Registrants find it difficult to date if a woman has children from a prior relationship. Child endangerment petitions can be brought by state child welfare authorities or by non-custodial parents since the children have been put into proximity of a registrant.

"Many registrants just give up. They don't date, they struggle to find work and a place to live. The are ineligible for education grants and many schools simply won't admit them or kick them out when they find them on the registry.

"They become isolated. People don't think about this when they have to register. They don't think long term."

At least some of the Romeo and Juliet consequences will be resolved by the Adam Walsh Act implementation while in other ways, the act imposes more complications.

"The good news, the best part of the act, is that anyone now on the registry who was 13 or younger when the offense occurred, can be automatically removed.

"So call your old juvenile clients today and you will not only make their day but you'll make their life. As of July 1, they are off the registry."

SORA uses a tier system based on the conviction offense Carpenter said, with three tiers included. Under the changes, registration can be avoided in cases of consent between the defendant and victim when the victim is aged 13-15 and there is no more than a four-year age difference.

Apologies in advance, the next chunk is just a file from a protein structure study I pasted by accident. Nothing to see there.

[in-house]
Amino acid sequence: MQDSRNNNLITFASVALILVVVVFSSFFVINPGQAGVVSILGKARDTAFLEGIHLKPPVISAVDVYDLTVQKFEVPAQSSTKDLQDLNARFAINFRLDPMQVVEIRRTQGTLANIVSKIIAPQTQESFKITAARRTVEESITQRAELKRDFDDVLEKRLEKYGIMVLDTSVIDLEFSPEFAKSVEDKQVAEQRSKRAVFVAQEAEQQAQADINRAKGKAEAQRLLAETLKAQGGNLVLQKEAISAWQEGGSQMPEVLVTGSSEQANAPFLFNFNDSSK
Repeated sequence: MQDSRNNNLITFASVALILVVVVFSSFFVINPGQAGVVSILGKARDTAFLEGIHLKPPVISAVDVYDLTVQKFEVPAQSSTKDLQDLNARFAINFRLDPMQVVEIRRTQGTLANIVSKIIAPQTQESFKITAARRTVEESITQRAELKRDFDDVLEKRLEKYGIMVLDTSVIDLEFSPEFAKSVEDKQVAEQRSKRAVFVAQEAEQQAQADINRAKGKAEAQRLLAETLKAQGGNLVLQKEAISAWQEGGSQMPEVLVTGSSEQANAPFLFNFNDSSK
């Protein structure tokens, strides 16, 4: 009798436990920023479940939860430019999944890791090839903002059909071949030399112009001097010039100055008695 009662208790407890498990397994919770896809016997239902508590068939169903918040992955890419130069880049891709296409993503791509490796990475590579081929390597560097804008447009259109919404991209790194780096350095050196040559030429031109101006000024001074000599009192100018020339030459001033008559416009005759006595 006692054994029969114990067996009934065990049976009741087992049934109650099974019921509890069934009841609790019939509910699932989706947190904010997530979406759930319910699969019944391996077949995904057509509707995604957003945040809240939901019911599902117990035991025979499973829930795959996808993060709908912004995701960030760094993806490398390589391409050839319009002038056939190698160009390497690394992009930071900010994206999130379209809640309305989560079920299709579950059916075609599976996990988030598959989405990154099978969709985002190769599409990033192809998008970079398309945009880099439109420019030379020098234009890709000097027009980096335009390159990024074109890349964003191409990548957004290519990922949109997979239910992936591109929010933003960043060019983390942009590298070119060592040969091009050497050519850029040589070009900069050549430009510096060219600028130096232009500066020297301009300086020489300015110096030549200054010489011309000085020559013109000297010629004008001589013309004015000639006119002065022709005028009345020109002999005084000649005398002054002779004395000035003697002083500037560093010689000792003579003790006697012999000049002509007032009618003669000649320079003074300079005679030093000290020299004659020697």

Consent also can avoid registration when the victim is aged 16-17.

In other ways, the new act is a step backward, in the opinion of the Coalition.

Lynn D'Orio noted that the act requires a significant expansion of reporting and failure to verify is now a felony. "And you have three days now to verify your information, down from 10."

Carpenter added that "there are many more duties to report. If you change your residence, employment changes, enrollment in college or stopping going, name changes.

"If you reside anywhere else for more than seven days, you have to report that. So if you go to Florida for an eight-day vacation, you have to tell the Michigan State Police that or you've committed a felony.

"If you get a new email address or instant messaging account, you have to report that within three days. If you buy a new car or sell an old one, you have to report that in three days."

In another change that often turns up on the front pages of newspapers, a conviction for knowingly possessing child sexually abusive material is now a Tier I offense and requires a reduced 15-year registration.

Like all other Tier I offenses, the registration will be on a private list only visible to law enforcement and registration is required just once a year. After 10 years, a petition for removal can be filed.

D'Orio summarized that under the new scheme, all offenders who committed their offense while 13 years old or younger will be automatically deleted from the registry as long as the Michigan State Police can confirm the person's age at the time of the offense.

A person may have to file a petition in cases where the MSP cannot confirm the age of the offender at the time of the offense, she said.

"A juvenile who was 14 or older at the time of the offense, and was adjudicated with a Tier III offense, will have to register on the non-public registry for life," D'Orio said. "That person may get relief if he or she falls into the 'Romeo and Juliet' exception or the 'Consent' exception."

Ann Arbor criminal defense attorney John Shea, who also attended, noted that the ACLU is likely to challenge various portions of the new act.

Published: Thu, Jun 2, 2011

Comments

  1. No comments
Sign in to post a comment »